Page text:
6. Then I sewed the last bit of dark binding and the turquoise binding to the quilt, stopping 10" from the spot where I stopped sewing the right edge dark binding. I determined the spot where I wanted the dark binding to end and then joined the two binding edges at that spot and sewed the last part of the binding to the quilt. 
I am very happy with the result! 


The pattern for this quilt will be available in a few months. 
Sign up for my e-Zine and you'll be the first to know!

Here is a great video tutorial for joining the ends of
your binding strips 
with Sherri Bain Driver from McCall's Quilting.








Friday, January 29, 2016

Another 'Creative Curve' Workshop

Last weekend I started another class sample using Sew Kind of Wonderful's Creative Curve Ruler.
This one is for my workshop at Kaleidoscope Quilt Company in Mill Bay.

  

I selected some Island Batik fabrics and Northcott's ColorWorks navy for the blocks. The high contrast makes the flowers 'pop' - just what I wanted. For the setting triangles I auditioned a lot of different colours but most of them seemed to eliminate the impact of the blocks. My final choice was white Toscana which has high contrast with the navy. Just the look I was going for. 

The workshop is on Saturday, March 12, 10 am - 3 pm.
  Contact the store at 778-455-4715 for more details.


I am working on the quilting and finishing. I have been referring to Amanda Murphy's new book, free-motion Quilting Idea Book.

I will do a review of the book soon.

Wednesday, January 27, 2016

Three New Kits


I told you yesterday about my big TIDY of my main fabric cupboard. As I sorted my fabrics I gathered the ones needed for 3 QUILT KITS.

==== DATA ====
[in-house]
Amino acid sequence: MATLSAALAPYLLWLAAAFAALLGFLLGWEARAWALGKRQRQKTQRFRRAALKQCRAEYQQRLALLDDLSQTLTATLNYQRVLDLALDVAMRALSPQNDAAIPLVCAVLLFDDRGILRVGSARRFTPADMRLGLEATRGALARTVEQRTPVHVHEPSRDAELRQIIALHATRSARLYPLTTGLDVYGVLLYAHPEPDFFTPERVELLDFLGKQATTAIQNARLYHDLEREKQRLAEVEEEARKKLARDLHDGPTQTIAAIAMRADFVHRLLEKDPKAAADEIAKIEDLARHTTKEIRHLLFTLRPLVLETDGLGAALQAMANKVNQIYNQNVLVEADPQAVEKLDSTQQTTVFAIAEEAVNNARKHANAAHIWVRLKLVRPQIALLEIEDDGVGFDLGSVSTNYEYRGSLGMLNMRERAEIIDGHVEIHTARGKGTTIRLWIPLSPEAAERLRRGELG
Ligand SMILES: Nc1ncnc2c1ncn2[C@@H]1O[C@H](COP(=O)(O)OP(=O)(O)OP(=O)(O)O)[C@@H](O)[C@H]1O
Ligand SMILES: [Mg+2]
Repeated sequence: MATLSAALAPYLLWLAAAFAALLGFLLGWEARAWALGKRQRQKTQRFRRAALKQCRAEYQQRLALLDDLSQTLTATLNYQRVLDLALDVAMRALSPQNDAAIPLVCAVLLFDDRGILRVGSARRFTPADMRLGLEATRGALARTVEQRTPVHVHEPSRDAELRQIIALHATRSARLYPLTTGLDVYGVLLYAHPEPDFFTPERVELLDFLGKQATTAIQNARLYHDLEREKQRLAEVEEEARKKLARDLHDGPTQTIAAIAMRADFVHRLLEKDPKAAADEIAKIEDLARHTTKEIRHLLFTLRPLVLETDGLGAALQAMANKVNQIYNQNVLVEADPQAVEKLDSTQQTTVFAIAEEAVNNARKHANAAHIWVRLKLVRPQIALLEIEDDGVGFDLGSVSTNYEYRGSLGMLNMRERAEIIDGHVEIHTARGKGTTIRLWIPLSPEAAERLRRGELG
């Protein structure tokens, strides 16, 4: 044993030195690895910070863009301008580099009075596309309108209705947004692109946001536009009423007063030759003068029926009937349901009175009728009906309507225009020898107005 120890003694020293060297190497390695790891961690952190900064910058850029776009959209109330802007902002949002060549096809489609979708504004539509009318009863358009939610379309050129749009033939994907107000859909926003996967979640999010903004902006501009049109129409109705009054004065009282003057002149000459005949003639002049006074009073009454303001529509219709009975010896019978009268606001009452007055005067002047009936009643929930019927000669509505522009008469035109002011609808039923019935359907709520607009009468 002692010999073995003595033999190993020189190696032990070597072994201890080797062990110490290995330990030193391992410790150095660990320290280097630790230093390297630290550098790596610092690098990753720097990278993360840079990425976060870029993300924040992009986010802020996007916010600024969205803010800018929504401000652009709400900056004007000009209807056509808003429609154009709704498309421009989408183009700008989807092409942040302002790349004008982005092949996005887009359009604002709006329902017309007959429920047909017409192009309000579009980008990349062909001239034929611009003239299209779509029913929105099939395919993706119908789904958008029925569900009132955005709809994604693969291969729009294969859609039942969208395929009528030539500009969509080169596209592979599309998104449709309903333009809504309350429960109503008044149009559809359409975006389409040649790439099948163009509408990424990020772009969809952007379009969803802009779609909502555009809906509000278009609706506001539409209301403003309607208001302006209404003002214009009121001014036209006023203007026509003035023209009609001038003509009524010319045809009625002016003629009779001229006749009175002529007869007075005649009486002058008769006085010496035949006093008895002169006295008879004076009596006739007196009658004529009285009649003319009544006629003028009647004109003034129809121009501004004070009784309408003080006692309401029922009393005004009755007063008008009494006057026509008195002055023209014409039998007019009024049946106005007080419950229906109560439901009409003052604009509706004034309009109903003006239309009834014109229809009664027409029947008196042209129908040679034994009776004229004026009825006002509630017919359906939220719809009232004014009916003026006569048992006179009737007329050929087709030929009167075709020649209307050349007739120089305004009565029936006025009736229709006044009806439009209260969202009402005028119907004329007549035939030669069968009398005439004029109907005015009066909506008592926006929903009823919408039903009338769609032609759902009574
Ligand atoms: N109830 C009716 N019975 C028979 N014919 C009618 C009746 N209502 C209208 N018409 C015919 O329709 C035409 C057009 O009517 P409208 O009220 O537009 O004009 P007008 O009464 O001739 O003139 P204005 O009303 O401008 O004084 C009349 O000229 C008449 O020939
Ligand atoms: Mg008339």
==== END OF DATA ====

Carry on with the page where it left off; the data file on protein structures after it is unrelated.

Each kit has the Patchworks Studio pattern PLUS all the fabric for the top, binding and co-rdinating backing fabric.  All you need to add is the batting. 


***US Customers: when you pay with your credit card, the exchange rate
difference between Canadian dollars and US dollars will
result in a 25% to 30% discount for you.***

 

Dominoes & Checkers - Quilt Kit
Cuddle up with this easy lodge-style quilt.
Fabrics are Mountain Lodge Flannel by Northcott
Quilt size: 56" x 64"
Only 2 kits available.
Complete kit: $205.95 Canadian
(includes flannel backing)
 
 
Zigzag Zoo Kit
This pattern includes a baby quilt (40" x 48") plus pattern for a pillowcase and pyjama bag.
Fabrics are
Safari Adventures by Northcott.
Only 2 kits available.
Complete kit: $149.95 Canadian
(includes backing for the quilt)
Tie Rack Kit
Dashing tweeds and dapper twills inspired this modern twist on a 'tie' quilt.
The menswear prints are Northcott's
Man About Town collection.
Quilt size: 48" x 64"
Only 2 kits available.
Kit price: $139.50 Canadian
(includes backing)

Monday, January 25, 2016

New Year Tradition


January can be downright DREARY here on the West Coast. And this January is definitely cool and gray. But there is a PROMISE of great things to come. Here are hardy species tulips (and far too many weeds) starting to burst forth from in my front garden. The tulips do this every year. And every year the bunnies eat them before they bloom!  I'm trying to come up with a way to keep bunnies out of the bed so I can enjoy the flowers. Must get a plan in place soon or they'll be eaten again. If you have ideas for me, drop me a note! It can't involve killing the bunnies, though. 
 

I spend a lot of time in my studio at this time of year and I always want to start 'fresh' for the new year. That means re-connecting with my fabric stash - I try to tidy the fabrics, re-sort them into their proper places; sometimes they are in bins by colour of fabric type and sometimes they are folded and stacked on my shelves. I accomplished part of this earlier than usual. I took a day just before Christmas to get my main fabric cupboard in order.

PS - you can't see what is going on at the bottom of the cupboard - bins and stacks of fabrics and supplies that need sorting!

 

I wish I could say the rest of the studio is tidy. I have been sewing a couple of quilts so there are leftover fabrics to sort and put away, notes for future patterns that need to be filed in my office and tools and supplies to put where they belong (so I can find them when I need them the next time!) I try to follow that old saying.... A place for everything and everything in its place. How much time do we spend looking for things? I resolve to put everything IN ITS PLACE when I am finished with it.